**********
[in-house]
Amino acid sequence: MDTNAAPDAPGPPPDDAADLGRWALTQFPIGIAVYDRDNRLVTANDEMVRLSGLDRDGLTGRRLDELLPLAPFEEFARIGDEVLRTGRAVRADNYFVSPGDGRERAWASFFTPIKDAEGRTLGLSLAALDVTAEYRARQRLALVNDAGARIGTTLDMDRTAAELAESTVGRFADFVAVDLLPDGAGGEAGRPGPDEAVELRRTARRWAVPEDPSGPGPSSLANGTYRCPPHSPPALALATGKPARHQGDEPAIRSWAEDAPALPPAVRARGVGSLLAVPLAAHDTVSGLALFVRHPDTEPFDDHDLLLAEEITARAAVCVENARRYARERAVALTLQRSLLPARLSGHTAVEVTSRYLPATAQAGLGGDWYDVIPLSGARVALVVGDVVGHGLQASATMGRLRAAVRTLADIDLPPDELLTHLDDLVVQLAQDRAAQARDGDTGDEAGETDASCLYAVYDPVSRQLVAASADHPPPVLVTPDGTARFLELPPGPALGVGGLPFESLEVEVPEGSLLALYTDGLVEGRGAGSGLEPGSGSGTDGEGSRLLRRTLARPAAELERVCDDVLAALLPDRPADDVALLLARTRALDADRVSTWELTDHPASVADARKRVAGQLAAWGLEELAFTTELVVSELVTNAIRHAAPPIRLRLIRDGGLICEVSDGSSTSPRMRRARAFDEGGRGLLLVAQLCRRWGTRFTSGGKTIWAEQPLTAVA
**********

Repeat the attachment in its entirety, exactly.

[in-house]
Amino acid sequence: MDTNAAPDAPGPPPDDAADLGRWALTQFPIGIAVYDRDNRLVTANDEMVRLSGLDRDGLTGRRLDELLPLAPFEEFARIGDEVLRTGRAVRADNYFVSPGDGRERAWASFFTPIKDAEGRTLGLSLAALDVTAEYRARQRLALVNDAGARIGTTLDMDRTAAELAESTVGRFADFVAVDLLPDGAGGEAGRPGPDEAVELRRTARRWAVPEDPSGPGPSSLANGTYRCPPHSPPALALATGKPARHQGDEPAIRSWAEDAPALPPAVRARGVGSLLAVPLAAHDTVSGLALFVRHPDTEPFDDHDLLLAEEITARAAVCVENARRYARERAVALTLQRSLLPARLSGHTAVEVTSRYLPATAQAGLGGDWYDVIPLSGARVALVVGDVVGHGLQASATMGRLRAAVRTLADIDLPPDELLTHLDDLVVQLAQDRAAQARDGDTGDEAGETDASCLYAVYDPVSRQLVAASADHPPPVLVTPDGTARFLELPPGPALGVGGLPFESLEVEVPEGSLLALYTDGLVEGRGAGSGLEPGSGSGTDGEGSRLLRRTLARPAAELERVCDDVLAALLPDRPADDVALLLARTRALDADRVSTWELTDHPASVADARKRVAGQLAAWGLEELAFTTELVVSELVTNAIRHAAPPIRLRLIRDGGLICEVSDGSSTSPRMRRARAFDEGGRGLLLVAQLCRRWGTRFTSGGKTIWAEQPLTAVA